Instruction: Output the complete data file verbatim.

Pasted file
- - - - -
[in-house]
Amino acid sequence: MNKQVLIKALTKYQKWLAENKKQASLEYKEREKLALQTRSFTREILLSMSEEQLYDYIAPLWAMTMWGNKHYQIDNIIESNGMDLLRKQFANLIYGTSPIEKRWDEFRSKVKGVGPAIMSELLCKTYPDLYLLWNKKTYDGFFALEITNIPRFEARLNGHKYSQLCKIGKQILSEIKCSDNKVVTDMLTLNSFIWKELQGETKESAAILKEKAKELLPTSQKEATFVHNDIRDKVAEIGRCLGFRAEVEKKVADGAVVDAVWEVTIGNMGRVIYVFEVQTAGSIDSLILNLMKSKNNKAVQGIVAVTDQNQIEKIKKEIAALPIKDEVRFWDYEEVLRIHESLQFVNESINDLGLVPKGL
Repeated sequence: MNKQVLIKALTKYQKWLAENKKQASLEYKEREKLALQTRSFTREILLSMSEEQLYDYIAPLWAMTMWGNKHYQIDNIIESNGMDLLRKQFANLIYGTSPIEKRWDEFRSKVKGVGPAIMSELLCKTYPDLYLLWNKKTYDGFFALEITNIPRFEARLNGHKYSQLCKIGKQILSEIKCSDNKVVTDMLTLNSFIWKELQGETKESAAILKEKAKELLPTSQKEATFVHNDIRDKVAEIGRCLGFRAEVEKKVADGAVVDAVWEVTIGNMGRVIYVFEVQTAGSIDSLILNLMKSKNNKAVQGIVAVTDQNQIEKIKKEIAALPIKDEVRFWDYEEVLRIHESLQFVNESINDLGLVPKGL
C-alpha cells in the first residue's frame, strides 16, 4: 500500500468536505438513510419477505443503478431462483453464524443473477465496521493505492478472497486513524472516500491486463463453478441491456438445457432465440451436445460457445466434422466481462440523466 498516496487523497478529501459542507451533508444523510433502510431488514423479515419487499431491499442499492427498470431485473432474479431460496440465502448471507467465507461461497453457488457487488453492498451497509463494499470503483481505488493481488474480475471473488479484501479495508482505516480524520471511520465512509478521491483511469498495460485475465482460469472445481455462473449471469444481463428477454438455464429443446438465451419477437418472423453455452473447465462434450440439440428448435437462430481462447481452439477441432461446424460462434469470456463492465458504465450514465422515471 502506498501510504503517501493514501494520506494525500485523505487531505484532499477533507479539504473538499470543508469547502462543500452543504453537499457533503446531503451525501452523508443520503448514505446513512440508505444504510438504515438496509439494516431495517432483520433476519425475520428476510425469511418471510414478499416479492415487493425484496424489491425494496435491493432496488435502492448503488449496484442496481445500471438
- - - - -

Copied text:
[in-house]
Amino acid sequence: MNKQVLIKALTKYQKWLAENKKQASLEYKEREKLALQTRSFTREILLSMSEEQLYDYIAPLWAMTMWGNKHYQIDNIIESNGMDLLRKQFANLIYGTSPIEKRWDEFRSKVKGVGPAIMSELLCKTYPDLYLLWNKKTYDGFFALEITNIPRFEARLNGHKYSQLCKIGKQILSEIKCSDNKVVTDMLTLNSFIWKELQGETKESAAILKEKAKELLPTSQKEATFVHNDIRDKVAEIGRCLGFRAEVEKKVADGAVVDAVWEVTIGNMGRVIYVFEVQTAGSIDSLILNLMKSKNNKAVQGIVAVTDQNQIEKIKKEIAALPIKDEVRFWDYEEVLRIHESLQFVNESINDLGLVPKGL
Repeated sequence: MNKQVLIKALTKYQKWLAENKKQASLEYKEREKLALQTRSFTREILLSMSEEQLYDYIAPLWAMTMWGNKHYQIDNIIESNGMDLLRKQFANLIYGTSPIEKRWDEFRSKVKGVGPAIMSELLCKTYPDLYLLWNKKTYDGFFALEITNIPRFEARLNGHKYSQLCKIGKQILSEIKCSDNKVVTDMLTLNSFIWKELQGETKESAAILKEKAKELLPTSQKEATFVHNDIRDKVAEIGRCLGFRAEVEKKVADGAVVDAVWEVTIGNMGRVIYVFEVQTAGSIDSLILNLMKSKNNKAVQGIVAVTDQNQIEKIKKEIAALPIKDEVRFWDYEEVLRIHESLQFVNESINDLGLVPKGL
C-alpha cells in the first residue's frame, strides 16, 4: 500500500468536505438513510419477505443503478431462483453464524443473477465496521493505492478472497486513524472516500491486463463453478441491456438445457432465440451436445460457445466434422466481462440523466 498516496487523497478529501459542507451533508444523510433502510431488514423479515419487499431491499442499492427498470431485473432474479431460496440465502448471507467465507461461497453457488457487488453492498451497509463494499470503483481505488493481488474480475471473488479484501479495508482505516480524520471511520465512509478521491483511469498495460485475465482460469472445481455462473449471469444481463428477454438455464429443446438465451419477437418472423453455452473447465462434450440439440428448435437462430481462447481452439477441432461446424460462434469470456463492465458504465450514465422515471 502506498501510504503517501493514501494520506494525500485523505487531505484532499477533507479539504473538499470543508469547502462543500452543504453537499457533503446531503451525501452523508443520503448514505446513512440508505444504510438504515438496509439494516431495517432483520433476519425475520428476510425469511418471510414478499416479492415487493425484496424489491425494496435491493432496488435502492448503488449496484442496481445500471438